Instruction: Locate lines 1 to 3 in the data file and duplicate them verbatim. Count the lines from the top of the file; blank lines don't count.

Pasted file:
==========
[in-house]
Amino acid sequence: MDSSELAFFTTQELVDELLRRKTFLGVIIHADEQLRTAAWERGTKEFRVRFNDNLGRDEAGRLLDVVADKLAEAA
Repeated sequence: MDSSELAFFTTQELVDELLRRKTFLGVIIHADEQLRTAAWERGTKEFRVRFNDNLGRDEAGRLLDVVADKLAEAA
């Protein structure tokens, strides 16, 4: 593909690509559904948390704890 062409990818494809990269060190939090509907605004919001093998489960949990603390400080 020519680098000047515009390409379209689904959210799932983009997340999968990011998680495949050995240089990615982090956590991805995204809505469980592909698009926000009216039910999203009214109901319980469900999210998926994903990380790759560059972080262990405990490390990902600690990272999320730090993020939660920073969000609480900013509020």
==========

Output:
[in-house]
Amino acid sequence: MDSSELAFFTTQELVDELLRRKTFLGVIIHADEQLRTAAWERGTKEFRVRFNDNLGRDEAGRLLDVVADKLAEAA
Repeated sequence: MDSSELAFFTTQELVDELLRRKTFLGVIIHADEQLRTAAWERGTKEFRVRFNDNLGRDEAGRLLDVVADKLAEAA